Sunday, May 11, 2008

Pentecost (A)

Acts 2:1-11
Ps 104:1, 24, 29-30, 31, 34
1 Cor 12:3b-7, 12-13
Jn 20:19-23

"Lord, send out your Spirit, and renew the face of the earth." This is our prayer in the responsorial Psalm for Pentecost. It's the reason the Church can exist and continues to exist. We live in the age of the Holy Spirit. Without the power and presence of the Spirit of Christ, Christianity would have been unable to change the world and sustain itself for 2000 years. Without the Spirit of Christ, we Christians would be unable to do what Christ did.

Pentecost Sunday re-lives the birthday of the Church, and as it does, it also re-lives our spiritual birthdays, i.e., our initiations as members of the Church. It's a community-wide celebration of the impact that our baptisms have had on our lives and it's a reaffirmation of the Sacrament of Confirmation when the bishop confirmed that we truly received the Holy Spirit during our baptism.

Pentecost reminds us that through these sacraments we received God's power and presence so that we can overcome sin, live in holiness, and change the world around us.

How does God "renew the face of the earth"? Through us! First, God the Father gave the Holy Spirit to Jesus so that he could successfully fulfill his calling on earth. Now, the Father has given his Spirit to us, so that we can continue the work of renewal that Jesus began.

If you feel inadequate for any holy task or any righting of a wrong or any victory over sin and unhealthiness, you're correct: You are inadequate. But the Spirit of God who dwells in you is more than adequate. Proceed forward trusting in this partnership!

Questions for Personal Reflection:

Are you making a difference on the earth because of the Holy Spirit living in you and working through you? What is the Holy Spirit doing — or wanting to do — through you? Make a list answering this, beginning with your home life, then your job, then your parish, then your recreational activities, in that order of priority.

Questions for Community Faith Sharing:

How did you first discover that the Holy Spirit was making a difference in the lives of others through you? Describe a recent time when God partnered with you. How do feel about the Spirit renewing the world through you? What are your hopes and dreams for this?


Shortly after Easter one year, a woman in a parish who had been received into the Church at the Easter Vigil shared that how welcomed she felt in the Catholic family. The sense of openness and tolerance she experienced was especially important to her.

It’s a characteristic of Catholicism to see God’s goodness in all of creation, in various human endeavors, and in the cultures and histories of human beings wherever the gospel is preached. While we haven’t always lived up to that ideal, it was happy that the new parishioner experienced something of that spirit.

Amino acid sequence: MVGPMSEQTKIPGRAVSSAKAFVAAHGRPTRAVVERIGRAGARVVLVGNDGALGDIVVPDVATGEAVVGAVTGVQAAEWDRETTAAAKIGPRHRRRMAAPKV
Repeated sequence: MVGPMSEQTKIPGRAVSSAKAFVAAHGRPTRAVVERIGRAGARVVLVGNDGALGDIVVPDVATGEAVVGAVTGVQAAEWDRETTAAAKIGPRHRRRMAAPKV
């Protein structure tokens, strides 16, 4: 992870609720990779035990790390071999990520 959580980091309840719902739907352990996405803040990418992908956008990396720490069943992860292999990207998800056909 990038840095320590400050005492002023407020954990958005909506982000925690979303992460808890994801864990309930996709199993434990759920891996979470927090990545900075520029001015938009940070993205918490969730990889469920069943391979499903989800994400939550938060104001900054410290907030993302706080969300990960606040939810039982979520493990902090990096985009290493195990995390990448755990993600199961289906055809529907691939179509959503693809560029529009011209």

That universal dimension is also one of the themes of Pentecost. The dramatic story of the descent of the Holy Spirit tells us how the Holy Spirit can break down walls we may put up between peoples, races, cultures. What we see as obstacles, the Spirit can use to create a new unity, a reversal of the Babel story in Genesis, when people let human arrogance lead to disunity, as one human language fractured into many different tongues.

Today, across our world, a myriad of voices, different languages, and many cultural expressions will celebrate the coming of the Holy Spirit. Let’s join our voices with that Pentecost chorus.


•And they were all filled with the Holy Spirit… (Acts 2:4)

•When you send forth your spirit, they are created, and you renew the face of the earth. (Psalm 104:30)

•For in one Spirit we were all baptized into one body, whether Jews or Greeks, slaves or free persons, and we were all given to drink of one Spirit. (1 Corinthians 12:13)

•Jesus came and stood in their midst and said to them, “Peace be with you.” (John 20:19)

•And when he had said this, he breathed on them and said to them, “Receive the Holy Spirit.” (John 20:22)


•Describe “filled with the Holy Spirit.”

•Explain “in one Spirit we were all baptized into one body.”

•What is John saying when he writes, “he breathed on them and said to them, ‘Receive the Holy Spirit’”?

The problem of forming Christ in us is not to be solved by our own efforts. It is not a matter of studying the Gospels and then working to put our ideas into practice, although we should try and do that too, but always under the guidance of grace, in complete subjection to the Holy Spirit.

For if we depend on our own ideas, our own judgment and our own efforts to reproduce the life of Christ, we will only act out some pious charade which will ultimately scare everybody we meet because it will be so stiff and artificial and so dead.

It is the Spirit of God that must teach us Who Christ is and form Christ in us and transform us into other Christs.


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